ISSL Reflections January 15 2023 Isaiah 48:3–8a, 17 Post 3

Can you remember hearing,

“Why are you always so hardheaded?”

Did you hear someone say it to someone in your presence? Was it said to you? Did you say it to someone?

Why was it said?

What was the intent of the question?

Was it said in anger? Was it said to criticize, or shame, or embarrass or hurt? Or might it have been descriptive and the intent been to correct or instruct or in some manner to “help”?

Hold those questions as you read this passage and see if you can grasp something of the prophet’s intent?

Isaiah 48:3–8a, 17 (New Revised Standard Version Updated Edition)

The former things I declared long ago;
       they went out from my mouth, and I made them known;
       then suddenly I did them, and they came to pass.
Because I know that you are obstinate,
       and your neck is an iron sinew
       and your forehead brass,
I declared them to you from long ago,
       before they came to pass I announced them to you,
so that you would not say, “My idol did them;
       my carved image and my cast image commanded them.”

You have heard; now see all this;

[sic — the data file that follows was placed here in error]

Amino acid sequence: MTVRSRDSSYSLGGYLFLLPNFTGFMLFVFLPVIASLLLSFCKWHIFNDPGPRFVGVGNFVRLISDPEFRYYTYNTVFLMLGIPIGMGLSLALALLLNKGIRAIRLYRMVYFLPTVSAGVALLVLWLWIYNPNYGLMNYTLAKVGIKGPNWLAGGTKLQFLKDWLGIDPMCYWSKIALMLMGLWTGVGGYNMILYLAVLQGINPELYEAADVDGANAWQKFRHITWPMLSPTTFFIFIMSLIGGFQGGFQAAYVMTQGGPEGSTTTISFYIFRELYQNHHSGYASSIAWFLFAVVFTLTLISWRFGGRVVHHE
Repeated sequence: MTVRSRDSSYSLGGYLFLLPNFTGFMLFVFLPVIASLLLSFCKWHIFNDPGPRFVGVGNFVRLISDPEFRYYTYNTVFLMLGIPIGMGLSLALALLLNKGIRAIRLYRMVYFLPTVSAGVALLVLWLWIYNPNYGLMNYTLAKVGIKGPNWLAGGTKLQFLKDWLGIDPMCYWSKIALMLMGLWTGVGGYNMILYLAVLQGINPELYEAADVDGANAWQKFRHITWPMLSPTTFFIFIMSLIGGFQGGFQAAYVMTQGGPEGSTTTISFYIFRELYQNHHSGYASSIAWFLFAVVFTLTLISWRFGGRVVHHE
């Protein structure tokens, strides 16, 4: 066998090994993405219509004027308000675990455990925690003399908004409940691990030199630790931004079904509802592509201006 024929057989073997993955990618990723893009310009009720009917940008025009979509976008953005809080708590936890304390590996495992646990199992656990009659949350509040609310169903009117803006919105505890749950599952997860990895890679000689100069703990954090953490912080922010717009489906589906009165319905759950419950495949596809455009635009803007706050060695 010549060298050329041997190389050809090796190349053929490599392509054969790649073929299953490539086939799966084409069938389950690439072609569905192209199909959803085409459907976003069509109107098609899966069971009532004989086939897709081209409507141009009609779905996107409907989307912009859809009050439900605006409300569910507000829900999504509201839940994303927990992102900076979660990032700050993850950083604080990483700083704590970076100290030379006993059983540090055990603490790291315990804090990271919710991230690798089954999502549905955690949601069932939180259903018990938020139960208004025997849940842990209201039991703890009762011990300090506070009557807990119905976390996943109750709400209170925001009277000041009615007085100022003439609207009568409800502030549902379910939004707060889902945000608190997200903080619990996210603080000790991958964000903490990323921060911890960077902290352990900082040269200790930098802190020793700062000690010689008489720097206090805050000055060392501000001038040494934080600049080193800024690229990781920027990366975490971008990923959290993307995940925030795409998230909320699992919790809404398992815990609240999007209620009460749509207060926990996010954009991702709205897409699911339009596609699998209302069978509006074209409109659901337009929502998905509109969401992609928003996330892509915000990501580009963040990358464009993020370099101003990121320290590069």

and will you not declare it?
From this time forward I tell you new things,
       hidden things that you have not known.
They are created now, not long ago;
       before today you have never heard of them,
       so that you could not say, “I already knew them.”
You have never heard; you have never known;
       from of old your ear has not been opened.
For I knew that you would act very treacherously
       and that from birth you were called a rebel.

Thus says the Lord,
       your Redeemer, the Holy One of Israel:
I am the Lord your God,
       who teaches you how to succeed,
       who leads you in the way you should go.

If you take notice of a few words of Jesus recorded in Matthew 5:22 we hear him telling the crowd to be very careful about being angry with another or insulting another or calling another a “fool”.

Do you find these words from Isaiah are spoken to show how the Redeemer might teach and lead or are they close to calling another a “fool”?

Maybe there are times some of our foolishness should be called out?

If so, how do we discern when to be so confrontational?

{ubi caritas et amor, Deus ibi est}

Leave a Reply

Your email address will not be published. Required fields are marked *